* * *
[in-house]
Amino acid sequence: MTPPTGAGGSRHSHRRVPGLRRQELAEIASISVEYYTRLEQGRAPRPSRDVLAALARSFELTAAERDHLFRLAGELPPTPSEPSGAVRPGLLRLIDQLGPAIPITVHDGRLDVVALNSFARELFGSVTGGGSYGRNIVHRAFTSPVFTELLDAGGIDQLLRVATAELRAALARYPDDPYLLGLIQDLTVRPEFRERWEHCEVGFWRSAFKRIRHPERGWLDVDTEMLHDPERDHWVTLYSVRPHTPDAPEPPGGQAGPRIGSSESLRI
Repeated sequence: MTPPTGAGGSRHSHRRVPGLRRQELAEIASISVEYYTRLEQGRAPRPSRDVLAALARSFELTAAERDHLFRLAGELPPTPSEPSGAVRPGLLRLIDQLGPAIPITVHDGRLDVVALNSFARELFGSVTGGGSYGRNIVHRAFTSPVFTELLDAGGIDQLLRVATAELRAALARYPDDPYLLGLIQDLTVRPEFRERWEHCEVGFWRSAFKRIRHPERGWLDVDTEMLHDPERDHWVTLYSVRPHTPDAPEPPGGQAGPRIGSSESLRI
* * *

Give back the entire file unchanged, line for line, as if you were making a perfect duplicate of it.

[in-house]
Amino acid sequence: MTPPTGAGGSRHSHRRVPGLRRQELAEIASISVEYYTRLEQGRAPRPSRDVLAALARSFELTAAERDHLFRLAGELPPTPSEPSGAVRPGLLRLIDQLGPAIPITVHDGRLDVVALNSFARELFGSVTGGGSYGRNIVHRAFTSPVFTELLDAGGIDQLLRVATAELRAALARYPDDPYLLGLIQDLTVRPEFRERWEHCEVGFWRSAFKRIRHPERGWLDVDTEMLHDPERDHWVTLYSVRPHTPDAPEPPGGQAGPRIGSSESLRI
Repeated sequence: MTPPTGAGGSRHSHRRVPGLRRQELAEIASISVEYYTRLEQGRAPRPSRDVLAALARSFELTAAERDHLFRLAGELPPTPSEPSGAVRPGLLRLIDQLGPAIPITVHDGRLDVVALNSFARELFGSVTGGGSYGRNIVHRAFTSPVFTELLDAGGIDQLLRVATAELRAALARYPDDPYLLGLIQDLTVRPEFRERWEHCEVGFWRSAFKRIRHPERGWLDVDTEMLHDPERDHWVTLYSVRPHTPDAPEPPGGQAGPRIGSSESLRI